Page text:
The Rush: NCAA reportedly on verge of allowing student-athletes to get paid

The NFL formulated a contingency plan in case the 2020 season is unable to begin on time, the NCAA may be in trouble as point guard Daishen Nix reneged on his letter of intent to play at UCLA in favor of the NBA G League and an NCAA working group is reportedly recommending that student-athletes be allowed to earn money from sponsors and endorsements. PLUS the best videos from around the world in today’s installment of What’s Good While Quarantined.

Video Transcript

- Yo, Lightcheese Larry, you know that the parks are closed, right?

LARRY MORENO: Well, I don't need but one shot, bro.

- One shot? Now, nah-- what?

LARRY MORENO: Come on, man. One shot.

JARED QUAY: And he leaves the ball? Oh! My guy is dominating quarantine, no doubt. But he ain't the only one. Stick around so we can see what the rest of y'all have been doing during the 'rona. Spoiler alert, y'all freaks, and I dig it. But

First we gotta talk about the NFL, 'cause they finally admitted this whole COVID thing is kind of a nuisance. After promising for a month that the 2020 season would start on time no matter what, 'cause this is America damn it--

- America!

JARED QUAY: --the league finally developed a contingency plan in case it can't. The first game will be played in October. And the season will be played with no by-weeks, no Pro Bowl, and a two-week delay to the Super Bowl.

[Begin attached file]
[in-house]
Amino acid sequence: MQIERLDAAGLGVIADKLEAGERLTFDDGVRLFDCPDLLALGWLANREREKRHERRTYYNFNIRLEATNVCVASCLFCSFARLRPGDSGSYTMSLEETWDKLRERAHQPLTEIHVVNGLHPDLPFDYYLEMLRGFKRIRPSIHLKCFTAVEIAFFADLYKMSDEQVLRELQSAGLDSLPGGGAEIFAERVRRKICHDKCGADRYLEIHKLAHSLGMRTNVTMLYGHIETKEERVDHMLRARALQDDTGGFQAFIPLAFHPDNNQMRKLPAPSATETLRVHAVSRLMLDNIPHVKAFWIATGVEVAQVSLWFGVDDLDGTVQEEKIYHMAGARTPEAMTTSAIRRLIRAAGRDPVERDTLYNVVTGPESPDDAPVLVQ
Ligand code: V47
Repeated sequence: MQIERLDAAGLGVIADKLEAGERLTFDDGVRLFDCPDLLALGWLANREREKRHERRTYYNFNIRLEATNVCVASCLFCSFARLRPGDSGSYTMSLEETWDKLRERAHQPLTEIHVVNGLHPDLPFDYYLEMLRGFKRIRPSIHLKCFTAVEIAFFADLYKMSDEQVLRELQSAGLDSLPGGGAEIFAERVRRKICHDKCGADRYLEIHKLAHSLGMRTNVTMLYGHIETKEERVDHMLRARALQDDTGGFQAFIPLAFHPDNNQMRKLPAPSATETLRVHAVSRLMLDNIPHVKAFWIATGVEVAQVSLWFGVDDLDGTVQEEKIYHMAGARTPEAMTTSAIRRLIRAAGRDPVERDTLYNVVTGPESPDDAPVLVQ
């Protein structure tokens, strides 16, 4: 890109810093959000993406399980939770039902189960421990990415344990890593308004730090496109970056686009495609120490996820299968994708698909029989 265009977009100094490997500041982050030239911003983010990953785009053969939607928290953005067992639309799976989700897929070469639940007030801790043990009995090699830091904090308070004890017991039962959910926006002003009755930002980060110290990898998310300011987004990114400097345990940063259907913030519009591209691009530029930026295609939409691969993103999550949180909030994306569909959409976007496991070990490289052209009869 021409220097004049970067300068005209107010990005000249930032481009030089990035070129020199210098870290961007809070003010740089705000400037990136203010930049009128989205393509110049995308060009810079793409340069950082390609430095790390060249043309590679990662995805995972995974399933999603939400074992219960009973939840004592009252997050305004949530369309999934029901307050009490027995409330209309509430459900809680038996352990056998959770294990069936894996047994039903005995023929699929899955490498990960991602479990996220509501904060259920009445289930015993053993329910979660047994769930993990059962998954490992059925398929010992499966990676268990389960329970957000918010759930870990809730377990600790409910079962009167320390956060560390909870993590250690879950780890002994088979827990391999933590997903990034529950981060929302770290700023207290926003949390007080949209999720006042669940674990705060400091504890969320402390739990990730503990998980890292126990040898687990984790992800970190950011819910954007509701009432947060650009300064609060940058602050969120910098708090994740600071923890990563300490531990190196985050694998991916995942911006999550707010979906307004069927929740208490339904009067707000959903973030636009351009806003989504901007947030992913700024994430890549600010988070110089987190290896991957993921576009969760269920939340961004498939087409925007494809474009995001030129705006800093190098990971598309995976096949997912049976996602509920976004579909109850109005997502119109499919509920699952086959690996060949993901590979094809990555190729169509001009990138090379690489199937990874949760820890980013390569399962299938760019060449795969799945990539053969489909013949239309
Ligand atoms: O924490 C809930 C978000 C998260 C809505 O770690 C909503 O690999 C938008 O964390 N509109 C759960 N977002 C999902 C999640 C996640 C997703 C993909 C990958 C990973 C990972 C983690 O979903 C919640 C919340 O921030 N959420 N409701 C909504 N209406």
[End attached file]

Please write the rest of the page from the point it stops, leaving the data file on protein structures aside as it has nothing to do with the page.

Which sucks 'cause my brother is a Pro-Bowl'er, and I love going to Disney World. Whenever the NFL does return, at least we know what we're going get. But with college basketball, nobody knows.

- Nobody?

- Nobody.

JARED QUAY: That's because the trend of top recruits skipping school to join the NBA's G-League is picking up steam. Yesterday, point guard Daishen Nix became the first top recruit to renege on a signed letter of intent, telling UCLA--

- Nah.

JARED QUAY: He joins Jalen Green and Isaiah Todd in taking the $5000,000 and a promise of tuition down the road from the development league, which is kind of like winning the lottery when the alternative is joining the evil empire that's the NCAA. But yesterday, the evil empire struck back.

In what's gotta be a very related story, the NCAA suggested at a board meeting that-- you know what? Allowing student athletes to be paid by sponsors might not be a terrible idea.

- You think?

JARED QUAY: Bottom line, anything that makes the NCAA treat athletes like people is good. But not as good as what some of y'all been up to during this quarantine.

- What's good on the internet today? I'll tell you what's good, while quarantined.